Les Misérables, 2012
Directed by Tom Hooper
Wilson here. Mr. Struggan had to call an audible this week with his film review assignment. He was going to have me go see the new film Movie 43, but unfortunately (or perhaps fortunately, considering the nearly unanimous bad reviews it’s received) it was not playing at the theater near me. Instead, he asked me to pick an Oscar contender that I hadn’t seen yet, so I caught a showing of Les Misérables.
I feel it is important to note, given the popularity of Les Mis, that I have never seen it before, neither on film nor on stage. I didn’t even know much about the story going into it. My suspicion is that this fact directly affected my inability to like Tom Hooper’s film, which seemed, in its marketing campaign and the actual viewing of it, like it wanted to position itself as a bold remake of a beloved story targeted at its fans. To me, the uninitiated, I could not buy in.
Listening to music is an emotional experience above all, and the musical genre succeeds best when it is able to tap into this emotive potential and elevate the action of a story. Hooper’s Les Mis attempts to tap into this aspect of the genre by paying particular care to the music, but rather than having the intended elevating effect, it instead distracted. The film tries to ride a line between musical and realist drama which shouldn’t, maybe even can’t, be riden; musicals demand a suspension of disbelief, mostly because people don’t actually burst into spontaneous moments of choreographed song and dance when expressing their feelings in real life. Hooper’s attempt to inject a bold, in-your-face grittiness to his production is, therefore, ultimately ill conceived.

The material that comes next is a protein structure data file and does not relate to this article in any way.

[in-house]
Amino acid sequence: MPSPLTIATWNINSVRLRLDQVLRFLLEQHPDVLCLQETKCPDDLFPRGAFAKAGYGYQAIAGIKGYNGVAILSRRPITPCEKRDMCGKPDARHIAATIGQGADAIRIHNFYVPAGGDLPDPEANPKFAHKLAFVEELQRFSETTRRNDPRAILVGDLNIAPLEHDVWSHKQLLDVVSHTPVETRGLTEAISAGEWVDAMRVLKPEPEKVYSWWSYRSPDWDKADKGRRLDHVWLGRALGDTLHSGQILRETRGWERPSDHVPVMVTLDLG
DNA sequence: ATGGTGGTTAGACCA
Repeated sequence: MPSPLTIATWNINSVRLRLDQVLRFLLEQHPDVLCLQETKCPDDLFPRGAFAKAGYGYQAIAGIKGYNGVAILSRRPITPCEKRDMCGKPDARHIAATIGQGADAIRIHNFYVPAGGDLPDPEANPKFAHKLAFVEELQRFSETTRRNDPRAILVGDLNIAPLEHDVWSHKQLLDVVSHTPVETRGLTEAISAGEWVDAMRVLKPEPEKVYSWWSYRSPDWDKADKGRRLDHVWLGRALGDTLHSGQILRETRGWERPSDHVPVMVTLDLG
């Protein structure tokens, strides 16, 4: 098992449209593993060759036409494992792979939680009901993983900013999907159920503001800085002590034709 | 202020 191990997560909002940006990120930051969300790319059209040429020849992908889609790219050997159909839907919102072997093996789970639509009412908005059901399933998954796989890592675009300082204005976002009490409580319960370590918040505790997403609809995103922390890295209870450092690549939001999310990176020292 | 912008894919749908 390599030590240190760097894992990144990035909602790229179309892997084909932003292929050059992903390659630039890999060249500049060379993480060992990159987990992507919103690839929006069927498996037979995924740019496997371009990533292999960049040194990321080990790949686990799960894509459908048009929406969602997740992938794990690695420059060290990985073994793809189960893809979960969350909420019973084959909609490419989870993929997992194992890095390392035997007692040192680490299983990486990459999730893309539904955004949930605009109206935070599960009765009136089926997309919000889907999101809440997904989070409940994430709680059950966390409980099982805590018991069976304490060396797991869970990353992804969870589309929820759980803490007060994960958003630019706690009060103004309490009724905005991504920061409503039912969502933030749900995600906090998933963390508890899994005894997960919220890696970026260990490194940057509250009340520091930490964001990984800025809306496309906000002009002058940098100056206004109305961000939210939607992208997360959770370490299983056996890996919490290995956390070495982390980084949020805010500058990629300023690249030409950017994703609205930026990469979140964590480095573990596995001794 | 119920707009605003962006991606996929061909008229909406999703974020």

Hugh Jackman, as the most competent member of the cast, managed to keep me with the program with his performance as Jean Valjean. Similarly, Sacha Baron Cohen and Helena Bonham Carter, kept me entertained as the comic relief. The rest of the cast had too little screen time to impress me, or enough to bore me.
From a technical standpoint, the film had some great moments; the grand visuals and set pieces were truly awesome, and Hooper deserves a lot of credit for his ambitious vision alone. Ambition without execution, though, left me feeling nothing about the film. Given the hype, that only left me disappointed.
Mr. Struggan sends his Low Regards.